This week, Maine joined the small group of states that allow any resident age 21 or older to carry a concealed handgun without a permit.

L.D. 652 encountered some bumps along the road to enactment, including a funding challenge and the Criminal Justice Committee’s rejection of the proposal. But in the end, the sheer size and strength of support for the measure – over half the members of the Legislature co-sponsored L.D. 652 – carried the day.

We’ve voiced our concerns about eliminating mandatory police oversight of who can carry a hidden handgun. And we’re not alone. In fact, 89 percent of Maine voters back mandatory permits for concealed carry – a statistic that’s fueled talk of a referendum to overturn permitless concealed carry.

But talk is one thing; action is another. And anyone considering organizing a people’s veto should be prepared to create and launch unrelenting signature-gathering and get-out-the-vote efforts. The National Rifle Association and the Maine gun lobby have certainly demonstrated their skill at wielding the levers of power statewide.

Under L.D. 652, the only people barred from carrying a concealed handgun without a permit are those who can’t own guns because of a criminal record or a history of mental illness. Maine, however, doesn’t have safeguards that would keep the wrong people from buying guns in the first place.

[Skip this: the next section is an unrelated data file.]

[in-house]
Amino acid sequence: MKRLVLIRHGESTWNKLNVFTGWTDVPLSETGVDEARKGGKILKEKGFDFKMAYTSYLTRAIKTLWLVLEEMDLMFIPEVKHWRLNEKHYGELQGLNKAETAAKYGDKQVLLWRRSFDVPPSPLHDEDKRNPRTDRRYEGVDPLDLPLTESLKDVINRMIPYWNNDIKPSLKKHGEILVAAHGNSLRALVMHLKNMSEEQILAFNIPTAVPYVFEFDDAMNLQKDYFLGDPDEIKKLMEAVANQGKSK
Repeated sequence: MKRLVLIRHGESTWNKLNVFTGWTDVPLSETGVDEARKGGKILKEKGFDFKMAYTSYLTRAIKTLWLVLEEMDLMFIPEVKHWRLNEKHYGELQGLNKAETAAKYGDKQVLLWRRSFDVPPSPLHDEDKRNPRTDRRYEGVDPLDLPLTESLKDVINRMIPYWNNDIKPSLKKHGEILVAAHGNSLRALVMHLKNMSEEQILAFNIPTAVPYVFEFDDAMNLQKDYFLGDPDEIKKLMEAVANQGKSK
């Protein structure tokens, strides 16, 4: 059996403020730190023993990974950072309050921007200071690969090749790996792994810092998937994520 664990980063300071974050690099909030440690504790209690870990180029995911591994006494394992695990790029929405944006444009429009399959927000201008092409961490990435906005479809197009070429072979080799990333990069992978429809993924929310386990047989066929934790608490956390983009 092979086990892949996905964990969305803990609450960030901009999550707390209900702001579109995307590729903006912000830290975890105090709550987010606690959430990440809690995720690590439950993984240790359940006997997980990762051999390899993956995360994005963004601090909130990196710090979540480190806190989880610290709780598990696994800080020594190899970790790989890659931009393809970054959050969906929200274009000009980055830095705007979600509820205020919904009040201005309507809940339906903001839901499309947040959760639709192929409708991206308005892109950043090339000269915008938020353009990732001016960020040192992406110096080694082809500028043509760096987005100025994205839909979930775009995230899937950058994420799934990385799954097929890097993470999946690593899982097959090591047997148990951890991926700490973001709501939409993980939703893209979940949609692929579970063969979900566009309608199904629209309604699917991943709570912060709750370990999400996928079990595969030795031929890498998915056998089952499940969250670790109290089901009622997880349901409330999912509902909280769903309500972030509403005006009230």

Because of the so-called “gun show loophole” in Maine law, only licensed firearms dealers have to check to see whether a prospective buyer is barred from owning a weapon – so in an estimated 40 percent of gun sales, no background check is required.

What’s more, the new law makes optional the current concealed-carry permitting process, in which applicants must prove to state or local police that they’ve undergone firearm safety training and pass a “good moral character” screening and background check. If a felon or someone involuntarily committed to a psychiatric facility wants to carry a hidden handgun, how will the state stop them now?

Legislators in Oregon – like Maine, a rural state with a strong gun culture – tightened firearms controls there this session, expanding that state’s background check law to include private sales.

So while any effort to overturn L.D. 652 will face staunch opposition in Maine, it may not be impossible. But it will take a lot of work and commitment.

The surveys indicating overwhelming support for gun control in Maine won’t translate into success at the ballot box until and unless the people who share their feelings with pollsters are moved to put those words into action at their local polling place.

Gun rights advocates have shown they can turn out voters on their side; gun control supporters in Maine have yet to demonstrate they can do the same.


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